More info, Head to environment.nsw.gov.au for the info.

Shark Bay, WA
Shark Bay is yet another World Heritage area. Renowned for Monkey Mia, it is one of the most undisturbed coastlines in the world. Where else can you hand feed dolphins, or nip up to the Ningaloo Reef and dive with whale sharks? There are four designated camping areas in the Shire of Shark Bay, all with 2WD access. Located 18-36km from Denham, the campsites all offer beach-style camping, fishing, and of course, snorkelling.
Permission must be obtained from the Shire, or you can incur a huge fine.
For more info on the area, Ph: (08) 9948 1590
Where it’s at: Shark Bay is located 900km north of Perth and 155km off the North West Coastal Highway.

Mount Arapiles-Tooan State Park, Vic
Like Uluru, Mount Arapiles rises out of a plain resolutely, if not quite as spectacularly. And Mount Arapiles is one of the finest rock climbing destinations in the world. People take time out from Chamonix to come hang out at the Pines and do some sport climbing. With good toilets nearby, plenty of parking (the campground is tents only though, with a soft bed of pine needles) and world class rock climbing, the place has an amazing vibe over the summer. Some people move into the campground for months at a time just to climb for the season. Guitars, bandanas, woodfires and cool bottles of wine are de rigueur here. Camping fees apply, just pay the ranger when you get there.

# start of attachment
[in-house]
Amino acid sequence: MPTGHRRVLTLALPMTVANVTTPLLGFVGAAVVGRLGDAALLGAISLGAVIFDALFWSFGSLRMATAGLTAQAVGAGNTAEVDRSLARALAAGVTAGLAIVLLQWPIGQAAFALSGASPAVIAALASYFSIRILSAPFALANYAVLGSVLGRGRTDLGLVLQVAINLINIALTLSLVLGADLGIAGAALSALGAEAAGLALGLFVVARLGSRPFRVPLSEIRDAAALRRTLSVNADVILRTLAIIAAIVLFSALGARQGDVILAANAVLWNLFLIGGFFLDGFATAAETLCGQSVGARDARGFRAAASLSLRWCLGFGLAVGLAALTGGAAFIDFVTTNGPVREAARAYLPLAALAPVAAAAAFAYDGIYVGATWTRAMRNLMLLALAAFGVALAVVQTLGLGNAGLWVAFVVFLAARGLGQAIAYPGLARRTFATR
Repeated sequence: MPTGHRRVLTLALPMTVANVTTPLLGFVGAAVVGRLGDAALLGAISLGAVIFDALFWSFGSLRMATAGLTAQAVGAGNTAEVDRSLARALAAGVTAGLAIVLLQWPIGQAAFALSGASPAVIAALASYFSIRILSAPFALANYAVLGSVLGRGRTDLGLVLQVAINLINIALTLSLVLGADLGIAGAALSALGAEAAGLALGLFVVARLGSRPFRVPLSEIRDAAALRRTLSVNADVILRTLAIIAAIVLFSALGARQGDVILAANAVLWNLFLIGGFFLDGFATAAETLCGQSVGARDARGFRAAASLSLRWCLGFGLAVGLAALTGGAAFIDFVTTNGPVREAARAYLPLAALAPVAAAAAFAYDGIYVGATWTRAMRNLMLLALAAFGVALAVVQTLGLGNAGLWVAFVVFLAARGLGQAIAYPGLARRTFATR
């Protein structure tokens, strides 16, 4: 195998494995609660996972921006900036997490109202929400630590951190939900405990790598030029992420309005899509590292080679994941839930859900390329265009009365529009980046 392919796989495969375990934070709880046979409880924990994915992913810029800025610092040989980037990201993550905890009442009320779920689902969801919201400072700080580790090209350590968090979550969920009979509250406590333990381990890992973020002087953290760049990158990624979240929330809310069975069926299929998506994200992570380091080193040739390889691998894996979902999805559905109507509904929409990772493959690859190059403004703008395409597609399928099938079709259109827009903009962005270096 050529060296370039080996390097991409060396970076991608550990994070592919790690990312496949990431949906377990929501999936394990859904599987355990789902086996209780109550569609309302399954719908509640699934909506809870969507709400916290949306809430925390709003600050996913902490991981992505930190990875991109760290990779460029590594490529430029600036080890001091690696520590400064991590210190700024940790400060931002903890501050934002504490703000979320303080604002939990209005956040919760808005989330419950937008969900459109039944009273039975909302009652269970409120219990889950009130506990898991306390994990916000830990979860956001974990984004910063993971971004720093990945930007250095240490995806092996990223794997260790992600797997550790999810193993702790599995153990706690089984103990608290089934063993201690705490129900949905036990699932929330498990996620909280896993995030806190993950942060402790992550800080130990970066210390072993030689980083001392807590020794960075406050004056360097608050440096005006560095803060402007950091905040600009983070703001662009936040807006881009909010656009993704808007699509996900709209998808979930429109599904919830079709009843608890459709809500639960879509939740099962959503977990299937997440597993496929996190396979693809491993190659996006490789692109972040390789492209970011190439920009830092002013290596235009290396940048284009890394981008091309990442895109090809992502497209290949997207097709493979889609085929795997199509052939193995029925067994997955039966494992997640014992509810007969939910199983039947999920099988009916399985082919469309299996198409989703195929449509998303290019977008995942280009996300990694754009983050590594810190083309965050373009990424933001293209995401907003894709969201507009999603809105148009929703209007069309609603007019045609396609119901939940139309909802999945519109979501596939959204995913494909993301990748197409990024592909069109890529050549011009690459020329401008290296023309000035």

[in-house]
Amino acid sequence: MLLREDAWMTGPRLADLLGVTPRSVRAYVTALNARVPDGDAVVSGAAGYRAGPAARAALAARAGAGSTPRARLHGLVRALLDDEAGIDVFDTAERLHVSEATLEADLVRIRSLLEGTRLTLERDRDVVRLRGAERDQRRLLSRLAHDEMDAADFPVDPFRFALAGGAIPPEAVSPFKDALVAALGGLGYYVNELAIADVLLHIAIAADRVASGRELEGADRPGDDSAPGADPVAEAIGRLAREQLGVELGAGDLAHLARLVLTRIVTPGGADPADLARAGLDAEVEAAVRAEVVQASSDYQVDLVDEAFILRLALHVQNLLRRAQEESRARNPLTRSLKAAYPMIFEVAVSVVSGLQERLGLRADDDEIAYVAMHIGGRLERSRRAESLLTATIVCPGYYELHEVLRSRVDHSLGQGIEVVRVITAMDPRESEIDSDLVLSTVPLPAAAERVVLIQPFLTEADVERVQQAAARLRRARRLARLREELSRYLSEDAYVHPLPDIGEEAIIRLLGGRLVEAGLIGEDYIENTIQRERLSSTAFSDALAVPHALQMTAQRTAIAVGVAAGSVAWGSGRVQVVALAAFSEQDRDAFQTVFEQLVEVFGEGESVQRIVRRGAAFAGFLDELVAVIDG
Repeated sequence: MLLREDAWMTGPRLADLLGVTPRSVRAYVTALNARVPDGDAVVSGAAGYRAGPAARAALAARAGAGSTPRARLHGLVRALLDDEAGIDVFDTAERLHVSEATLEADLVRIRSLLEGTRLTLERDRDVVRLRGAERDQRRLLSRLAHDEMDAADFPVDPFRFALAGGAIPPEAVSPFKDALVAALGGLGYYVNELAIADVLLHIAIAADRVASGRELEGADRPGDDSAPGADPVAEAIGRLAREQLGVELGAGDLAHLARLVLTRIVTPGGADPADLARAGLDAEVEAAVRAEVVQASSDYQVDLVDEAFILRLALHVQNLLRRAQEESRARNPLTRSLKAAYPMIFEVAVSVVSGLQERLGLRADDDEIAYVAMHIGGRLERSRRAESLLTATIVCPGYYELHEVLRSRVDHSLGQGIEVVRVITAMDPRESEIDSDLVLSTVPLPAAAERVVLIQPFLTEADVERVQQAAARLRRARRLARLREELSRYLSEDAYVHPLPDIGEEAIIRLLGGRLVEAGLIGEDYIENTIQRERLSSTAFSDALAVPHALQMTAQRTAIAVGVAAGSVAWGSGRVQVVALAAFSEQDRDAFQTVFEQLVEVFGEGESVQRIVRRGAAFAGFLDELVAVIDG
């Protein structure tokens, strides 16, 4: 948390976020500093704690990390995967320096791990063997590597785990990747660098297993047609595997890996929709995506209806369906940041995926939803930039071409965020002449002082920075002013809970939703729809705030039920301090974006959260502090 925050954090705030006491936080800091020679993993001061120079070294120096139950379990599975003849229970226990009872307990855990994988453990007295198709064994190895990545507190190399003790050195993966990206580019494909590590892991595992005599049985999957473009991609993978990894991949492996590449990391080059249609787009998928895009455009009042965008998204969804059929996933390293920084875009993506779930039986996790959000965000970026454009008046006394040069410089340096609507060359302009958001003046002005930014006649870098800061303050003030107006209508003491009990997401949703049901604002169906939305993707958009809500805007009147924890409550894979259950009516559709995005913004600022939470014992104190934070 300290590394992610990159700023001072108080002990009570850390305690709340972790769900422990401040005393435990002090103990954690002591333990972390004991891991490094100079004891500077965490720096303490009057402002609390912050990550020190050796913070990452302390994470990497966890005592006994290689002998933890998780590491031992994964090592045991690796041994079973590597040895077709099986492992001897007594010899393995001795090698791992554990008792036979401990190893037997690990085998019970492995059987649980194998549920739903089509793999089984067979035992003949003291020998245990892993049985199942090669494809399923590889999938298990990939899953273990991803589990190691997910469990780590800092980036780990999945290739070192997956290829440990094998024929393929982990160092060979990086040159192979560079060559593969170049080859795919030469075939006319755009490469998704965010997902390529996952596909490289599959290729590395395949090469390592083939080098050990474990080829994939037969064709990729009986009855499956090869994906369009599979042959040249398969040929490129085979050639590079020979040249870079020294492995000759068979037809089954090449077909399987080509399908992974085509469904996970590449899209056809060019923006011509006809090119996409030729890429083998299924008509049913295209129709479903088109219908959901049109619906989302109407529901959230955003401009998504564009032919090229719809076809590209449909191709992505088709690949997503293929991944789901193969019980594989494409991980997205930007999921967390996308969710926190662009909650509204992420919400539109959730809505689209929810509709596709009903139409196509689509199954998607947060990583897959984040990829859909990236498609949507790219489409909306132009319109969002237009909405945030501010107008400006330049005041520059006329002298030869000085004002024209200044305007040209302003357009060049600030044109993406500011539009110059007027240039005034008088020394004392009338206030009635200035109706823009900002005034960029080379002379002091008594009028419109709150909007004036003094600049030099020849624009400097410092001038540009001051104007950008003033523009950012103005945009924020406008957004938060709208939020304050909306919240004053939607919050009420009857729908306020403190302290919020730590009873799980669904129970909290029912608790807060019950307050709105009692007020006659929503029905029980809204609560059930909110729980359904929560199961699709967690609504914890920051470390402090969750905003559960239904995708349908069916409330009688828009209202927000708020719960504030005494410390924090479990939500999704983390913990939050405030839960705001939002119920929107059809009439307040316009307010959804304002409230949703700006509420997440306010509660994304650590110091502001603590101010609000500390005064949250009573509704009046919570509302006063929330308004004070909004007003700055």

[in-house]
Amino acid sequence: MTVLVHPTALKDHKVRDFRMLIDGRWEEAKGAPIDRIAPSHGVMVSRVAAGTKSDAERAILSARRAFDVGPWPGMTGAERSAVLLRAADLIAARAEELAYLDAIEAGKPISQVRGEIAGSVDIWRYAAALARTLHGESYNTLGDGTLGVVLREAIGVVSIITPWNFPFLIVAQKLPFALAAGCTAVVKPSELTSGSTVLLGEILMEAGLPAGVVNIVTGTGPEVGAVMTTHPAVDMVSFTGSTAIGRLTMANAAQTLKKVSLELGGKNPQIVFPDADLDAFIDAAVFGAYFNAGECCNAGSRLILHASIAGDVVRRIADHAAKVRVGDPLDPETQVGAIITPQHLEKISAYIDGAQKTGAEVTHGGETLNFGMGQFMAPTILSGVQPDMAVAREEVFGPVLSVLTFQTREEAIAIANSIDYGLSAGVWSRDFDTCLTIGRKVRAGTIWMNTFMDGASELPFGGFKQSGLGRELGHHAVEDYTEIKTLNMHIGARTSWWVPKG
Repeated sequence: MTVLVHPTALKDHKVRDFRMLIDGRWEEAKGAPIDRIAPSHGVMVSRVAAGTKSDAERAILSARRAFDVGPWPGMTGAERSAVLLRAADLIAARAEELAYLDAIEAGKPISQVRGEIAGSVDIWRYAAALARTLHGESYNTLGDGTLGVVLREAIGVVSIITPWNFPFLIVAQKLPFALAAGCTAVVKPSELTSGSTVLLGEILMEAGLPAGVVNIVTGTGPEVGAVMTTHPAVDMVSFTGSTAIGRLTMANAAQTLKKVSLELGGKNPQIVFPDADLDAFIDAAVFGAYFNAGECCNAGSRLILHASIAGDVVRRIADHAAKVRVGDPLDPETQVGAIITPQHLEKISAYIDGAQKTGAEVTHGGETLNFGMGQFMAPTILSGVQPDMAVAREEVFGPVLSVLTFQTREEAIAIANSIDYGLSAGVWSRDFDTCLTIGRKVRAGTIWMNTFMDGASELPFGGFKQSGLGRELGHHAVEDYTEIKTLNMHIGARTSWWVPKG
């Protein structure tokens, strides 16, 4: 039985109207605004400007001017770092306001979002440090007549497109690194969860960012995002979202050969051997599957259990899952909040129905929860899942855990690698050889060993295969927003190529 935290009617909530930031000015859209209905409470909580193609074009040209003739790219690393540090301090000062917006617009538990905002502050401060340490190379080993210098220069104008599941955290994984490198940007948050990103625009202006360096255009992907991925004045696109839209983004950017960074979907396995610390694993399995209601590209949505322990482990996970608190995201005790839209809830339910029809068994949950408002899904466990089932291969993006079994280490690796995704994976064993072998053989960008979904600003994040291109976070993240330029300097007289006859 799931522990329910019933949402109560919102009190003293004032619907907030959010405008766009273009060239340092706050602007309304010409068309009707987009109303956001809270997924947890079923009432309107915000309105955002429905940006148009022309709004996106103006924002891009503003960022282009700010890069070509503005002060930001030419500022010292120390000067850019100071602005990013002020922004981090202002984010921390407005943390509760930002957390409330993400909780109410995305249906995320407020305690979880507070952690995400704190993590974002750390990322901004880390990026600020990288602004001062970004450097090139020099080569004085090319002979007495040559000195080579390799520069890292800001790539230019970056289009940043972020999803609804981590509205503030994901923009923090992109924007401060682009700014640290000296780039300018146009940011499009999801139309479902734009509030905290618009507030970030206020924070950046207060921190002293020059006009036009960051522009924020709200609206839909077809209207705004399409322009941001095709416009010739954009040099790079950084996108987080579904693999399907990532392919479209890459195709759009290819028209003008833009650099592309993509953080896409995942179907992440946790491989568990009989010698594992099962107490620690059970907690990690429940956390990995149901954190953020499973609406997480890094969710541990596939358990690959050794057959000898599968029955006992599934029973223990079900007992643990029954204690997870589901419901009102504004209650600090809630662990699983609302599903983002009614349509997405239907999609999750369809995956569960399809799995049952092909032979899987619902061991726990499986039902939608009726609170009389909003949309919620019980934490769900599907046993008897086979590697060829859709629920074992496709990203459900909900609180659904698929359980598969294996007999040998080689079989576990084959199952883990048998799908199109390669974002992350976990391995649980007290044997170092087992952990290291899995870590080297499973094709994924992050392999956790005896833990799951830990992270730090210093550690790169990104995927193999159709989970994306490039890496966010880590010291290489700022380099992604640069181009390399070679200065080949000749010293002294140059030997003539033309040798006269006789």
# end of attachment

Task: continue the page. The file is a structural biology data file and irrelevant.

More info at ring Parks Victoria, Ph:(03) 5387 1260 or visit www.parkweb.vic.gov.au
Where it’s at: Mount Arapiles is 320km north-west of Melbourne via the Western Highway and Natimuk.

Flinders Ranges National ParkSA
The Flinders Ranges National Park has some of Australia’s most rugged scenery, taking in moonscapes and lush oases with equal ease. It is literally riddled with brutal offroad tracks that can turn into lentil soup after the most trivial rain, and therefore, is a magnet for offroaders. Wilpena Campground isn’t exactly roughing it though. It has full facilities with powered sites (for those of you doing the campervan thing), toilets and showers, even a bar.
Bookings are not necessary for basic camping. For powered sites or any enquiries, call the Wilpena Pound Visitor Centre, Ph: (08) 8648 0048.
Where it’s at: Wilpena Pound Resort is approximately 450km north of Adelaide via the Sturt Highway.

Kakadu National ParkNT
World Heritage-listed Kakadu needs no introduction. Yellow Water is nestled in the heart of the park, and is a great place to explore further afield. Gagudju Lodge Cooinda provides 
a sanctuary where you can camp out in one of 80 powered campsites, or 300 unpowered sites. And if sweating through your third night under canvas doesn’t sound like your idea of fun, there are 48 air-conditioned rooms and a swimming pool.
More info on Gagudju Lodge Cooinda, Ph: (08) 8979 0145, www.gagudjulodgecooinda.com.au
Where it’s at: The lodge is three hours south-east of Darwin via the Stuart Highway